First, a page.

By David Tuller, DrPH
The National Institutes of Health is making a $2.1 million grant to the UK ME/CFS Biobank–a huge endorsement of this important project run by CureME and housed at the London School of Hygiene and Tropical Medicine. Here’s what the ME Association wrote on its website:
“The funding represents the biggest ever single investment in biomedical research to happen in the UK and it will enable a current project, that is searching for disease biomarkers, to be extended for another 4 years – until 2021.
The project is a longitudinal study that is measuring changes in the immune system and genetic profile of individuals in a disease whose symptoms are known to fluctuate over time. The initial £1 million project, which began in 2013, was over 3 years and had also been made possible by funding from NIH.”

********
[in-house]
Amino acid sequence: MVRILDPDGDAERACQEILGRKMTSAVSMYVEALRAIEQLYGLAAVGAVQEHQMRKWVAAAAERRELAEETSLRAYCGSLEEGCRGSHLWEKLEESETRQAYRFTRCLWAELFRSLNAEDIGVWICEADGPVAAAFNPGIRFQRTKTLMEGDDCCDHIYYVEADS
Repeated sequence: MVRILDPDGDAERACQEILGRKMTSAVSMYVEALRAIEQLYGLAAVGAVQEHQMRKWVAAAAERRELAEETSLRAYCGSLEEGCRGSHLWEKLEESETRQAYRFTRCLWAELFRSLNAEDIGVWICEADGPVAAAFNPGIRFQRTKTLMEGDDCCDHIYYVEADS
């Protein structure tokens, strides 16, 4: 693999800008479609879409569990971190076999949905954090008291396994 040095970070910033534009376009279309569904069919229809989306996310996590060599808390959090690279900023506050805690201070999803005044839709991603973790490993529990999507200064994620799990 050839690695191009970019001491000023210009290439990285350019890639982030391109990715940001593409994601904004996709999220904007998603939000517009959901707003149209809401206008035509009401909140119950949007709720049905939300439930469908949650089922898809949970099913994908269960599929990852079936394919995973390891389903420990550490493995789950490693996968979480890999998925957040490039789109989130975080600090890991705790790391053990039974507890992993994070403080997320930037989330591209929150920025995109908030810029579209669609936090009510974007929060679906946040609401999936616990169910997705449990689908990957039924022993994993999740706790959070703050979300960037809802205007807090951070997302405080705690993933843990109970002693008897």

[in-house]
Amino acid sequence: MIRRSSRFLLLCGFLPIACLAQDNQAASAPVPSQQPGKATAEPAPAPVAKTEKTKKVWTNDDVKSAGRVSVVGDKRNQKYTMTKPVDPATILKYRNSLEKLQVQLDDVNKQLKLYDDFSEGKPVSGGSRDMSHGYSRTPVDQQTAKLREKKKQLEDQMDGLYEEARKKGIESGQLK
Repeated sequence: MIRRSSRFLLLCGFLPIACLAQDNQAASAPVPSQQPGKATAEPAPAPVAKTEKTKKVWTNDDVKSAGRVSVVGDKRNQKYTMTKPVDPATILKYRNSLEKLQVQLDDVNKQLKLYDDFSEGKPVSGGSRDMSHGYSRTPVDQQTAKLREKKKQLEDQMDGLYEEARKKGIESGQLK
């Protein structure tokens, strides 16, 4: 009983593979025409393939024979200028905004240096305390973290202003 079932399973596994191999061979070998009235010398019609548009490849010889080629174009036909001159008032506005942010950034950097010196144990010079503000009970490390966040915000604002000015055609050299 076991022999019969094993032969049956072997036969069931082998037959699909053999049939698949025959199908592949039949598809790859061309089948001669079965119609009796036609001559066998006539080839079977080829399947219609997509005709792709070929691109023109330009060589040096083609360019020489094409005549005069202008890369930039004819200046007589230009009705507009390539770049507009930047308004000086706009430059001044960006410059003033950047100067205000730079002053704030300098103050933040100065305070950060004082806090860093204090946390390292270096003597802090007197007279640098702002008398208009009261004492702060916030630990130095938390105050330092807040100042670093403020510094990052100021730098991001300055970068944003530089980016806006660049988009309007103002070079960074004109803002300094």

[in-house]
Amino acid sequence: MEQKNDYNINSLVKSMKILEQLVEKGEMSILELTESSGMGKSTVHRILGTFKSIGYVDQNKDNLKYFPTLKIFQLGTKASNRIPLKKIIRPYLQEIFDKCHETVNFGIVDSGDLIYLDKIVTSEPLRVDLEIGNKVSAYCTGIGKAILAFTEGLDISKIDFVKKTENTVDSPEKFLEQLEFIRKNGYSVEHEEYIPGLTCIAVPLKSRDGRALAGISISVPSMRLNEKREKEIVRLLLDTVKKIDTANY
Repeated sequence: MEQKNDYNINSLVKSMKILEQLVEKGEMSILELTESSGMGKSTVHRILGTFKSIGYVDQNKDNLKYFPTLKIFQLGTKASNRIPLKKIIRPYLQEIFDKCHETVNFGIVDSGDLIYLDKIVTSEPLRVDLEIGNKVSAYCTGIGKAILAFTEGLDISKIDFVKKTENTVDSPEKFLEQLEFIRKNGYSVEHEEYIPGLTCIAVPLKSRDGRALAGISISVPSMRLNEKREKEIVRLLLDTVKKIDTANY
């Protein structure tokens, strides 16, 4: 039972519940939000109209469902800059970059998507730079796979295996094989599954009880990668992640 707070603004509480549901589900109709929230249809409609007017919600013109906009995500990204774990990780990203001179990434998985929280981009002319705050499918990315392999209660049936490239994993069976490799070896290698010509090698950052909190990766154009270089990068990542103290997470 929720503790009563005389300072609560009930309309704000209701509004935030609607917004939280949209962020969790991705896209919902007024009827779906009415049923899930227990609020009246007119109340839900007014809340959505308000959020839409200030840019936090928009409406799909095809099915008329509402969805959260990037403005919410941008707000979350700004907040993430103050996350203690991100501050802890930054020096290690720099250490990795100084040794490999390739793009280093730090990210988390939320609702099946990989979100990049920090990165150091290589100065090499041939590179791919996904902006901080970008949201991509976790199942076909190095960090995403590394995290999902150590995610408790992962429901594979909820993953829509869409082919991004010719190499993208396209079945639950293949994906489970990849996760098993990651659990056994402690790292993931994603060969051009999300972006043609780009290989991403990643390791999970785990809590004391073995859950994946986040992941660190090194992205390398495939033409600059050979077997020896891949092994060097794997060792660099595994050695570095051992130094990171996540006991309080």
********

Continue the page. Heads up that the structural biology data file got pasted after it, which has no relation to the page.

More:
The announcement comes a few weeks after the annual conference of the CFS/ME Research Collaborative, which has backed a parallel project called the ME/CFS Epidemiology and Genomics Alliance (MEGA). At the CMRC gathering, the organization’s chair, Professor Stephen Holgate, extolled his colleague, Professor Esther Crawley, for her “amazing” and “stunning” work on MEGA–even as he announced that the project had failed its recent bid for funding from the Medical Research Council.